From "Connected (with Abe + Isaac) — Volume 27"

But then something must have changed in me I don't fear it anymore Now I'm sure I'm sure

24 hours

Locksmith is actively used by 8,500 online stores. It is powered by a staff of four. Five, as of this Monday, and even five is not a large number of humans, for a customer base of this size.

We’re able to do this because, at every point of growth, we have remained hell-bent on keeping our individual relationships to this thing healthy. Each of us, as individuals; in Lightward, the first responsibility is always one’s own health.

One of our tools: email-only support, and a 24-hr response time target. Or, to talk about it by contrast: we don’t do chat support, and we don’t have people you can reach 24 hours out of the day.

Effects of this:

We get to design our days, on a rolling 24-hour clock. An email that arrived five minutes ago has zero executive control over what I do with my next five minutes. Or my next 23 hours, even. At every point, I get to survey all the work that there is to be done, and decide when in the next 24 hours I want to do it.

We throw a wrench in the urgency spiral. This is something that came to my attention just this week. The internet evolves to improve response times—literally, in your browser, but also the response time of humans that you contact via the internet. This isn’t a bad thing. But it gives rise to a spiral, in which I see your haste and raise you my own, and that is toxic. Our 24-hour policy placidly says no, we will not be participating in that.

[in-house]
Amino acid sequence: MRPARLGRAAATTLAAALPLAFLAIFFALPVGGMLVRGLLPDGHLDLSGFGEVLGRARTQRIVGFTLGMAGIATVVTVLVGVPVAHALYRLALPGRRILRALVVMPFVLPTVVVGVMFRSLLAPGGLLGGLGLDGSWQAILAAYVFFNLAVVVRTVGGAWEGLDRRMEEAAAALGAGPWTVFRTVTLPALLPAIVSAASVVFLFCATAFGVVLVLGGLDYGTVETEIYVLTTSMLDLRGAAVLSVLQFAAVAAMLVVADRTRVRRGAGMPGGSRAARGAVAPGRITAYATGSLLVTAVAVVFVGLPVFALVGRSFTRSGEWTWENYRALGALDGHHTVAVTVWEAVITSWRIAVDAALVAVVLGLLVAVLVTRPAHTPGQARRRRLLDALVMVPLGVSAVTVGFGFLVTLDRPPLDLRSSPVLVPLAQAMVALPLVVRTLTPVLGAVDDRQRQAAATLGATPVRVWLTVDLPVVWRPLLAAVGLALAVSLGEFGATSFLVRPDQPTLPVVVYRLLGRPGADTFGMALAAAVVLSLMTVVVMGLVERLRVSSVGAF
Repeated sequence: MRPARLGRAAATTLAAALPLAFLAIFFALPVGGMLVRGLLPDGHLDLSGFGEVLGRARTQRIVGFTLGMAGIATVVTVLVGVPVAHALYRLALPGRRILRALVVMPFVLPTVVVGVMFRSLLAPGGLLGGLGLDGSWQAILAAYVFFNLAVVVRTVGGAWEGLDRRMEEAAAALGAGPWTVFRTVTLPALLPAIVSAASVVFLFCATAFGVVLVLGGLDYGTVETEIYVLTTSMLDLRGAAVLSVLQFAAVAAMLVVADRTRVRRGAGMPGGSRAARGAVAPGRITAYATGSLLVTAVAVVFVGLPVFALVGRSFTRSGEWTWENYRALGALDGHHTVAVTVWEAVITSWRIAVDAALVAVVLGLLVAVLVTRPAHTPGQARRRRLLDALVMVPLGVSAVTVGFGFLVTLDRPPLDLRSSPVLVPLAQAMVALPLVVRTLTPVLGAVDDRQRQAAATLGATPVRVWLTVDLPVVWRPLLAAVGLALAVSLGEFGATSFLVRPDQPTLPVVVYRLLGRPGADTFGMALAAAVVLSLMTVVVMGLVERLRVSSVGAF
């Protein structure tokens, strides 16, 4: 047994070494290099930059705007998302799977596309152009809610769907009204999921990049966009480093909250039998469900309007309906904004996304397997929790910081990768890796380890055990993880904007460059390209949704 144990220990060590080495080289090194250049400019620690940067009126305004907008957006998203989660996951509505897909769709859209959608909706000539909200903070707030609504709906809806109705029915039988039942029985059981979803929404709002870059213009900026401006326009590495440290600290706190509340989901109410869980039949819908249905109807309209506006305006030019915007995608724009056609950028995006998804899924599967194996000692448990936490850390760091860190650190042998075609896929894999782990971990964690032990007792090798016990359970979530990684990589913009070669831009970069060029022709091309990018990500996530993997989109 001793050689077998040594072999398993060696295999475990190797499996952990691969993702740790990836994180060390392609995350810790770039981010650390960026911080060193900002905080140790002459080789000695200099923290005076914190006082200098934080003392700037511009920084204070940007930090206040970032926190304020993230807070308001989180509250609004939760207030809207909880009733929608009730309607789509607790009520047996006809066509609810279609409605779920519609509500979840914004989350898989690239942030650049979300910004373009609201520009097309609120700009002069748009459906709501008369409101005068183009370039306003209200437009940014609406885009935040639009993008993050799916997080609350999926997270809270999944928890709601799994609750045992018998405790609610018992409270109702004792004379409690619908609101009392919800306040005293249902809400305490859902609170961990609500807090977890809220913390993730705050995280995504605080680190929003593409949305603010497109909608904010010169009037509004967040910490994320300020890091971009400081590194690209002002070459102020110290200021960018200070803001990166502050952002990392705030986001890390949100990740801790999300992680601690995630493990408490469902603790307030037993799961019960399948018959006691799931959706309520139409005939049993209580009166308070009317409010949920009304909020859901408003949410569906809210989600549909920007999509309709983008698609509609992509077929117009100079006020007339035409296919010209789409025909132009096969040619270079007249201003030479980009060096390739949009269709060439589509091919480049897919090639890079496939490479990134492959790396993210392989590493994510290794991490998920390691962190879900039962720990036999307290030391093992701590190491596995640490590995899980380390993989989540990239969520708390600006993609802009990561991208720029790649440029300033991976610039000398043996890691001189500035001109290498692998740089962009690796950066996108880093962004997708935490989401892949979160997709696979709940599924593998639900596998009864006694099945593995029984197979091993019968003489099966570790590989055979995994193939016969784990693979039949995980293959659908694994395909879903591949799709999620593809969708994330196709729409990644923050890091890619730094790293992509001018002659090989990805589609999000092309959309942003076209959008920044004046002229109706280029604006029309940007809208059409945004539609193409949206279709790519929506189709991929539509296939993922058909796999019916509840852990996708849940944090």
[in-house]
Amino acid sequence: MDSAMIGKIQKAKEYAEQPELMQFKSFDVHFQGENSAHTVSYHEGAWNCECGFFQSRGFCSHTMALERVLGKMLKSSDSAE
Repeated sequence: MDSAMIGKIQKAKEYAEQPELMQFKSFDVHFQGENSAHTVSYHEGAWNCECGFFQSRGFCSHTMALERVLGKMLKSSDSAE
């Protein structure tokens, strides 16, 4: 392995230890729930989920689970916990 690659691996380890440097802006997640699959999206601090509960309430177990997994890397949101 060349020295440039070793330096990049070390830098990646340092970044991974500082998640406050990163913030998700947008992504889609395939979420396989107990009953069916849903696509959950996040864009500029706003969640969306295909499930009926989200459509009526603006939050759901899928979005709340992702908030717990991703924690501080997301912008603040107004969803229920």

We attract customers who can work with this, and repel those who won’t. Standard entrepreneurial wisdom holds that one should find their niche, and optimize for it. This is sort of the operational inverse of that: we exhibit a very niche behavior, with this policy, and the people who are down for that are the ones who stay. At this point, eleven years into this work, we have a substantial customer base that is 100% down for this pace.

We leave people room to solve their own problems. A surprising number of cases are resolved even before we even get to them. People have learned to lean on customer support—and again, this isn’t a bad thing. But it turns out that people will often ask for help before testing their own limits, and if we give them some space, they’ll often solve their own problem—and come away with greater knowledge to leverage in the future.

I think of almost everything as a matter of tuning. With the 24-hour policy, we tune the way we work, we tune the way people work with us, and we tune the kind of energy that’s in the air around the whole thing. The behavior of Lightward’s energy varies, based on where it’s applied, but here in customer support we are deliberate, measured, and kind—a very particularly opinionated sort of kind that takes a longer view than trying to make you happy right this second. :) This sort of kind has the long-term relationship in mind; we optimize for expansive health, being expansive even with the expanse, defining it to include time itself.

I'm sure

Originally sent out via email

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